"Harding is an extraordinary writer, for the intoxicating power of his prose, the range of his imagination, and above all for the redemptive humanity of his vision. With painstaking brilliance, Enon charts one man's attempt to salvage meaning from meaningless tragedy, to endure the ubiquitous presence of a loved one's absence. A superb account of the banality and uniqueness of bereavement, it more than earns its place alongside such non-fictional classics as Joan Didion's The Year of Magical Thinking and CS Lewis's A Grief Observed. That Enon is a work of fiction that feels authentic as memoir makes it all the more astonishing." Rebecca Abrams, Financial Times
"An extraordinary follow-up to the author's Pulitzer Prize-winning debut . . . Harding's subject is consciousness rooted in a contemporary moment but bound to a Puritan past. His prose is steeped in a visionary, transcendentalist tradition that echoes Blake, Rilke, Emerson, and Thoreau, and makes for a darkly intoxicating read." The New Yorker
"Paul Harding's excellent second novel...is a lovely book about grief, the ways in which we punish ourselves for feeling it, and, ultimately, how we rebuild our lives even when they seem unsalvageable." New York Daily News
"Without blurring the sharply lucid nightmares and recollections, Mr. Harding pushes Charlie's madness to a crisis point of destruction or renewal. The journey to the depths of his grief is unforgettably stark and sad. But that sadness, shaped by a gifted writer's caressing attention, can also bring about moments of what Charlie calls 'brokenhearted joy.'" The Wall Street Journal
"Harding conveys the common but powerful bond of parental love with devastating accuracy....Enon confirms what the Pulitzer jury decided: Paul Harding — no longer a 'find' — is a major voice in American fiction." Chicago Tribune
"Enon is Joan Didion's Blue Nights on major meds....Time was the subject of Tinkers as grief is the subject of Enon. The two are related, like father and sons. Read Enon to live longer in the harsh, gorgeous atmosphere that Paul Harding has created." San Francisco Chronicle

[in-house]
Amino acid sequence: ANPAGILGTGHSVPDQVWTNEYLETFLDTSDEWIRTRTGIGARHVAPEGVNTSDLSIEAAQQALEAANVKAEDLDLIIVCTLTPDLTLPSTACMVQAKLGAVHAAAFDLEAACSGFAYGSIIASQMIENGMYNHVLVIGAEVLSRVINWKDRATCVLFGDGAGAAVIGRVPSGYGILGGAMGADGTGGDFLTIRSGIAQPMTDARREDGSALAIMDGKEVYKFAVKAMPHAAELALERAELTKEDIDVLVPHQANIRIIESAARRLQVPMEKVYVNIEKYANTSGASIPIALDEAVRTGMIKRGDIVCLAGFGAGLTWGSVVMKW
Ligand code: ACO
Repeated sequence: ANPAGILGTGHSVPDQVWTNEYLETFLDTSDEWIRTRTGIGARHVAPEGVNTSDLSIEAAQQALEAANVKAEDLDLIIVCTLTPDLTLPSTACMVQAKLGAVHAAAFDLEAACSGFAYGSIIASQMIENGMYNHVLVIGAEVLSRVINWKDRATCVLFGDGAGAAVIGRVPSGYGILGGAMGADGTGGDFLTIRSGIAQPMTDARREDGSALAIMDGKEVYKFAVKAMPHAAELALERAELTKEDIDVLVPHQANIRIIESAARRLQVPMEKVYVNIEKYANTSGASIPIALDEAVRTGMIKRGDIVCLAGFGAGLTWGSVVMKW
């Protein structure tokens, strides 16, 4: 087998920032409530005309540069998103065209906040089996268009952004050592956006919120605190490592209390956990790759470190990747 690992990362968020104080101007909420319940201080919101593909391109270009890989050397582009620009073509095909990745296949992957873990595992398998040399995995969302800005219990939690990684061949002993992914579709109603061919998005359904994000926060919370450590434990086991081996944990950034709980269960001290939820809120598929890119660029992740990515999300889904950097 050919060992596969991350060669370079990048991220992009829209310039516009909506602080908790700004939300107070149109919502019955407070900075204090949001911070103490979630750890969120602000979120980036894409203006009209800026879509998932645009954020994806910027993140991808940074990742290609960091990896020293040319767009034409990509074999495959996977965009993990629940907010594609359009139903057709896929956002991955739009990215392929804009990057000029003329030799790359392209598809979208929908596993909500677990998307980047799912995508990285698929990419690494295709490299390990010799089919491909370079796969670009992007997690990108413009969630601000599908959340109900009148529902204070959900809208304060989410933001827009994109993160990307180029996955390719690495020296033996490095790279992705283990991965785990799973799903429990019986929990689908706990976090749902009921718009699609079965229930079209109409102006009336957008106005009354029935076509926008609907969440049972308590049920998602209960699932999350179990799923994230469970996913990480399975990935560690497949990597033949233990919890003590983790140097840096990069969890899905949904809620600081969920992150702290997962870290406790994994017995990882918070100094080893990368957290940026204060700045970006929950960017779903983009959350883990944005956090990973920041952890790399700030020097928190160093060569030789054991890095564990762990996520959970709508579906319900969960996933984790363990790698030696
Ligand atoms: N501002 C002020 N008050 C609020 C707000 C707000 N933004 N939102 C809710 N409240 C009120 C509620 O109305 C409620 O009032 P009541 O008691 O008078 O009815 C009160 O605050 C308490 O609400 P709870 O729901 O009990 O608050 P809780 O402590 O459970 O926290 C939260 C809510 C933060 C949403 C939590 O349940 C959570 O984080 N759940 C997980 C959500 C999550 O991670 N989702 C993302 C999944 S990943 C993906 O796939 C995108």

"Paul Harding's novel Tinkers won the Pulitzer Prize; its stunning successor, Enon, only raises the bar." O: The Oprah Magazine
"Harding's mythic sensibility, soaring empathy for his devastated yet life-loving protagonist, comedic embrace of the absurd, and exquisite receptivity to the beauty and treachery of the living world make for one astonishingly daring, gripping, and darkly resplendent novel of all-out grief and crawling-from-the-ruins survival." Booklist (starred review)
"As Charlie's grief reaches its apex, he's consumed by dark visions, and Harding's skillful whipsawing of the reader from the surreal to the quotidian is the best writing he's done." Kirkus Reviews (starred review)
About the Author
Paul Harding is the author of the novel Tinkers, which won the 2010 Pulitzer Prize for Fiction. He has received a Guggenheim Fellowship and the PEN/Robert Bingham Fellowship for Writers. He was a fiction fellow at the Fine Arts Work Center in Provincetown, Massachusetts, and has taught at the Iowa Writers’ Workshop, Harvard University, and Grinnell College.